We have a B. acerfolius growing here at Leu Gardens. It is about 20ft tall and been in the ground for around 12 years but it has never flowered. We also have a B. australis about 30ft tall but it has also never flowered.

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Geoff

Brachychitons seem very well adapted to the warmer areas of southern California as well

Brachychiton acerfolia

post-426-0-33865000-1430930758_thumb.jpgpost-426-0-22597800-1430930777_thumb.jpg

Brachychiton australis

post-426-0-12247300-1430931177_thumb.jpg

never seen this species flower in California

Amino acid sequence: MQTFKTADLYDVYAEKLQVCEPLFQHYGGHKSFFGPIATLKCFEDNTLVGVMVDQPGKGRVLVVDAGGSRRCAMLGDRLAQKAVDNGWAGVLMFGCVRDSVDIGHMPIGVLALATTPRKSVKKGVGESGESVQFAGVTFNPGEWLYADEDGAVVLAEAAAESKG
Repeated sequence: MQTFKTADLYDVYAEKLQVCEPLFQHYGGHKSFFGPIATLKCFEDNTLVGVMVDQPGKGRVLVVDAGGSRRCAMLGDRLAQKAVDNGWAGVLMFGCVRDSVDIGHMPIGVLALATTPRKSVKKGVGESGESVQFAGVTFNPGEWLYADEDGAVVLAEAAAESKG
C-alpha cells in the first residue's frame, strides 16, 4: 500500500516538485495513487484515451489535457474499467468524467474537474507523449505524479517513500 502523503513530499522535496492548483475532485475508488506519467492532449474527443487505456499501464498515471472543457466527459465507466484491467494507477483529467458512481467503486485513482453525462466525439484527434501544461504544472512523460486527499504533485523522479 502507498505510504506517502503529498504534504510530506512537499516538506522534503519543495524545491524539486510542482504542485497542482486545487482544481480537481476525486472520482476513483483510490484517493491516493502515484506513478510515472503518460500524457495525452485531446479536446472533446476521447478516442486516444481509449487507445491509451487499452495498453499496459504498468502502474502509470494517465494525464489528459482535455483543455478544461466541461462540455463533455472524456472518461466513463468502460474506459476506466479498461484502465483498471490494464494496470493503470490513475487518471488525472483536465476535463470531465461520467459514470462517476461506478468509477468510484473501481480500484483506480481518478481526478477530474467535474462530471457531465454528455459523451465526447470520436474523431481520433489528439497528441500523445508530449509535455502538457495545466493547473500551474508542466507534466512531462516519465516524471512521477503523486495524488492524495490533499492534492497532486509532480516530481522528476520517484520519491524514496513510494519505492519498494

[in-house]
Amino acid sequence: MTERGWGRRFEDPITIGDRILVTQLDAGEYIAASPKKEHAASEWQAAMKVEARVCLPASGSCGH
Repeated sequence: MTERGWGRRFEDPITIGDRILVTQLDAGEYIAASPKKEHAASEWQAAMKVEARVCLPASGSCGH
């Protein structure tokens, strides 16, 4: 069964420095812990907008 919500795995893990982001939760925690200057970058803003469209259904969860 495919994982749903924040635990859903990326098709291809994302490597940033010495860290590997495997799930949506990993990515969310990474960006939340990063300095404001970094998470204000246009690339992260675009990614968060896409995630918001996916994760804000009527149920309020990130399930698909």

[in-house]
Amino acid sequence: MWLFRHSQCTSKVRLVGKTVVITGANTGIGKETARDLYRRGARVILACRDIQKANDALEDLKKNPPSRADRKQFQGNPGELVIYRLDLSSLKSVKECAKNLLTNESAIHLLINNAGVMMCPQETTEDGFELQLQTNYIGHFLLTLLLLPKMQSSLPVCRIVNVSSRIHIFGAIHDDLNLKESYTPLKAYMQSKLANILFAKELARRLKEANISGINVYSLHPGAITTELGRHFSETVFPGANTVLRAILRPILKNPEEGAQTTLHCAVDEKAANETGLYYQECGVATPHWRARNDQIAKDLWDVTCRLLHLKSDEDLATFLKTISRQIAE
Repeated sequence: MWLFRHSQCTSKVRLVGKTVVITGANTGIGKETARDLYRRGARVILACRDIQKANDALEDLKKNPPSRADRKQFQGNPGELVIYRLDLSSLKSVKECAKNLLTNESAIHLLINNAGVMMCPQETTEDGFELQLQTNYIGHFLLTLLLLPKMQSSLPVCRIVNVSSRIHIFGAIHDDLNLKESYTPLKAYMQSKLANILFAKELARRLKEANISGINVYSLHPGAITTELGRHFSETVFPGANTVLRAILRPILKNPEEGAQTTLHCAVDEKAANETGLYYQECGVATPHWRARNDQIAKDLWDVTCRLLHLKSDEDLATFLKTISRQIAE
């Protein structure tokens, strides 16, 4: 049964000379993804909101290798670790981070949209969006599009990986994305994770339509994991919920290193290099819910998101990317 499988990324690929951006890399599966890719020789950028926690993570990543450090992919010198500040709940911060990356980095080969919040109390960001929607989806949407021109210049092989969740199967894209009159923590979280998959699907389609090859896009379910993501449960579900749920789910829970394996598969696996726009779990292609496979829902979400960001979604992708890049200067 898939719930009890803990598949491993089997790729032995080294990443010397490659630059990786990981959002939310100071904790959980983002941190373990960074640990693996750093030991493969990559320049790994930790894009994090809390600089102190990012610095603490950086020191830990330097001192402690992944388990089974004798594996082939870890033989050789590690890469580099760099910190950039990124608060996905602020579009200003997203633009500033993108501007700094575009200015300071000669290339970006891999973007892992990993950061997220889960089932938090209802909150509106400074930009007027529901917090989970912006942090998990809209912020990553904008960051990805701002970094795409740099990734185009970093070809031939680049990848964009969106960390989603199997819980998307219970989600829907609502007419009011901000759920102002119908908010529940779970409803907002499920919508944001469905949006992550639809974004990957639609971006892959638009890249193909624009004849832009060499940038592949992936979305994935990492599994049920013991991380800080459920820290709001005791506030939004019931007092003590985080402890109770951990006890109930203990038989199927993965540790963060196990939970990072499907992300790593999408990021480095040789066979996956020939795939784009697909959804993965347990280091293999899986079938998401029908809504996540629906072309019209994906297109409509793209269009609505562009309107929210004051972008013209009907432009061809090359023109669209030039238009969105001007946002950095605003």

Brachychiton bidwillii

post-426-0-35034700-1430930804_thumb.jpgpost-426-0-06631800-1430930831_thumb.jpg

Brachychiton discolor

post-426-0-90405700-1430930852_thumb.jpgpost-426-0-14152600-1430930871_thumb.jpg

Brachychiton muellerianus (no adult trees in California that I have seen,… yet)

post-426-0-47865900-1430930895_thumb.jpgpost-426-0-81639700-1430930915_thumb.jpg

Brachychiton populeneus (an relatively ugly street tree plant ALL OVER southern California

post-426-0-51608300-1430930952_thumb.jpgpost-426-0-92408600-1430931057_thumb.jpg (this shot is actually of my Brachychiton discolor x rupestris… but flowers look almost the same)

Brachychiton rupestris

post-426-0-50949300-1430931087_thumb.jpgpost-426-0-45965900-1430931126_thumb.jpg

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BigFrond

B. rupestris is the best of the bunch, and I didn't plant one.